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Commissioners hear a Hoosen
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You've got to give it to Bill Hoosen. He's a bold, well-spoken retiree and Newton County resident who's unafraid to stand up to the Board of Commissioners when he thinks they're about to vote into law a budget that he believes will harm the county.

He did just that Tuesday, challenging the board on their thinking that cutting services and employees by not changing the tax rate is the best way to manage our way out of the recession. He's got an alternative.

Bill, married to Teri Hoosen, director of Newton County Animal Control, moved to Newton County in 1988 to start the local YMCA. He retired two years ago from a successful career as a fundraiser for Metropolitan Atlanta YMCA.

The Hoosens fell in love with the Newton County they discovered back in 1988, a "caring community," Bill recalls.

While working to get our local Y underway, Bill got to know County Chair Roy Varner and considered him a friend and "a real servant leader."

"He thought it was the responsibility of government to help people," Bill observed. "I was amazed at the way he pulled people together to get things done."
He's quick to cite Newton County's positive and progressive history with the emphasis on "history": things like the FFA camp, Varner Reservoir, improved recreation, the first county school transportation program and an animal control department, among others.

"Not much has been accomplished lately, but we've got a lot to be proud of in our past," he said.

He wonders now if the current board of commissioners has a plan for moving the county forward when the mantra seems to be "cut, cut and cut."

"One or two of the commissioners seem to understand the need for planning and progress and equitable taxation, while one or two are motivated by a personal agenda or looking toward future political ambitions," said Hoosen. "Politics in this county is obscuring policy-making, as it is nationally. The commissioners seem to have lost the willingness to listen to other sides. Why would they even want to serve on the board if their view seems to be that government is bad and needs to be cut back until it barely survives? It's like pruning a tree. Cut it back too much and the tree is at risk."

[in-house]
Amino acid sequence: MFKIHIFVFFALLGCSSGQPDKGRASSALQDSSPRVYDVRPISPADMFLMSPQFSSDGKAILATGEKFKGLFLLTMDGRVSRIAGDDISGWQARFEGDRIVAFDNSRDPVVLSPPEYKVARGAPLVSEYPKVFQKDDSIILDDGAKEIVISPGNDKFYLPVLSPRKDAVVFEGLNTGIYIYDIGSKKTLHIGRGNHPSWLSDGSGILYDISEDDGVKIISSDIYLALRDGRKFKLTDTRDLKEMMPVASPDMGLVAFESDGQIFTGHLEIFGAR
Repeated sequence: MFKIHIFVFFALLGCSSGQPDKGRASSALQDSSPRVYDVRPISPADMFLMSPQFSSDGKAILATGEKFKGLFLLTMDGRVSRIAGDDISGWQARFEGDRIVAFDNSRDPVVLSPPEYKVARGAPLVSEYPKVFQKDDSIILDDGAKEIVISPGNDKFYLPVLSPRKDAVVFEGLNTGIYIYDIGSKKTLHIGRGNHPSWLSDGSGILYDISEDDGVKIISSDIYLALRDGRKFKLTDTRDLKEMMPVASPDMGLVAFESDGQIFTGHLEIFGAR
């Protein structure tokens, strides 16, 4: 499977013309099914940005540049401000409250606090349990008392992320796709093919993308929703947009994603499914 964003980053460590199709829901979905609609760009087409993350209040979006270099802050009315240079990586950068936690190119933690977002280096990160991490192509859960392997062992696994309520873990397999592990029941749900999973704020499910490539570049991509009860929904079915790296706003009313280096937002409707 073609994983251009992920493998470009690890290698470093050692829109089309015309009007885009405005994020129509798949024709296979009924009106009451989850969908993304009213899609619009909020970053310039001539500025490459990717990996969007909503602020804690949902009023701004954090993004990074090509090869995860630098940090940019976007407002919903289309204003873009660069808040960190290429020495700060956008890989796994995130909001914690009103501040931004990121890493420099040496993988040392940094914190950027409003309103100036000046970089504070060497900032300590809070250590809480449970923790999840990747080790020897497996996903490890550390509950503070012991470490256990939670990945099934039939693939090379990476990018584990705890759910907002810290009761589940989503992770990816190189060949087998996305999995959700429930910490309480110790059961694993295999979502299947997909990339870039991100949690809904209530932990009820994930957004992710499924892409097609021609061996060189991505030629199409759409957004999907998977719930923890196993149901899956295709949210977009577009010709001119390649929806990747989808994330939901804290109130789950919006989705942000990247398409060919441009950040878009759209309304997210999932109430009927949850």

Hoosen notes that until this past year, the county has not adjusted its millage rate for a decade, and "it should float every year based on the county budget and the total tax digest."
"If the tax digest is growing, the millage rate should probably be going down, and if the tax digest is shrinking, the millage rate should probably be going up."

"The reality of this," he continued, "is that my property taxes were 21 percent less in 2010 than in 2009." The mill rate increase proposed by the Chair and rejected by the majority of the board, he noted, would raise his current taxes but only to the level of taxes paid in 2009. The millage rate, he contends, was designed to float based on the size of the county digest and the cost of providing services that residents need and want. "It should be pure mathematics and outside the political arena."

Hoosen decried the board's rejection of "user" fees that were proposed by several departments during the budget process. "Isn't it the goal of every tax reform movement, to have those that use the services pay for the services? How much time have you (commissioners) spent with the county department heads to gain an understanding of the service they provide, how they struggle to provide the service expected of them on a downward spiral of cuts, how they maintain morale when their staff continue to wonder when the next shoe will drop.

"If you (commissioners) blindly refuse to float the millage rate as it is designed, if you ask department heads to spend days and weeks creating revenue solutions and then turn them down because some people might not like it, if you continue to cut every year, you are going to undo the accomplishments of your predecessors. Where do you stop ... or do you take Newton County down the slippery slope of mediocrity or worse?"

It is true that the local Chamber of Commerce and business community opposed a millage adjustment, as did many local residents, but others, like Bill Hoosen, happen to think differently. "It's our patriotic duty to pay taxes," he maintains. In all fairness, his views deserve to be heard. It was easy to see Tuesday evening that not all the commissioners were paying attention.

Barbara Morgan is a Covington resident with a background in newspaper journalism, state government and politics.